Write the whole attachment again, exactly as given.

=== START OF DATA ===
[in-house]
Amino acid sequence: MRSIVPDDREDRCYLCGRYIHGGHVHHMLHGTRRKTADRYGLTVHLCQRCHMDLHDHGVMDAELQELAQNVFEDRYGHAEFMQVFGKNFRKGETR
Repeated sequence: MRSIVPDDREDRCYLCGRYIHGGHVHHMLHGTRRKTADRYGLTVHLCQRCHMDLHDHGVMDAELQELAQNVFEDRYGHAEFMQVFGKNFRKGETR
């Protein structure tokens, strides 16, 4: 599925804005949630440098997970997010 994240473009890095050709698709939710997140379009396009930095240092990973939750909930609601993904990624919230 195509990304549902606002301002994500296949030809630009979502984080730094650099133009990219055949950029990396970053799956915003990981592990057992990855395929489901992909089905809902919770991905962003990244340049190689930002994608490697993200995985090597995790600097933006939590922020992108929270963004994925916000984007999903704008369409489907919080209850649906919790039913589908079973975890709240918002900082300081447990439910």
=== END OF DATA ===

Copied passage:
[in-house]
Amino acid sequence: MRSIVPDDREDRCYLCGRYIHGGHVHHMLHGTRRKTADRYGLTVHLCQRCHMDLHDHGVMDAELQELAQNVFEDRYGHAEFMQVFGKNFRKGETR
Repeated sequence: MRSIVPDDREDRCYLCGRYIHGGHVHHMLHGTRRKTADRYGLTVHLCQRCHMDLHDHGVMDAELQELAQNVFEDRYGHAEFMQVFGKNFRKGETR
């Protein structure tokens, strides 16, 4: 599925804005949630440098997970997010 994240473009890095050709698709939710997140379009396009930095240092990973939750909930609601993904990624919230 195509990304549902606002301002994500296949030809630009979502984080730094650099133009990219055949950029990396970053799956915003990981592990057992990855395929489901992909089905809902919770991905962003990244340049190689930002994608490697993200995985090597995790600097933006939590922020992108929270963004994925916000984007999903704008369409489907919080209850649906919790039913589908079973975890709240918002900082300081447990439910």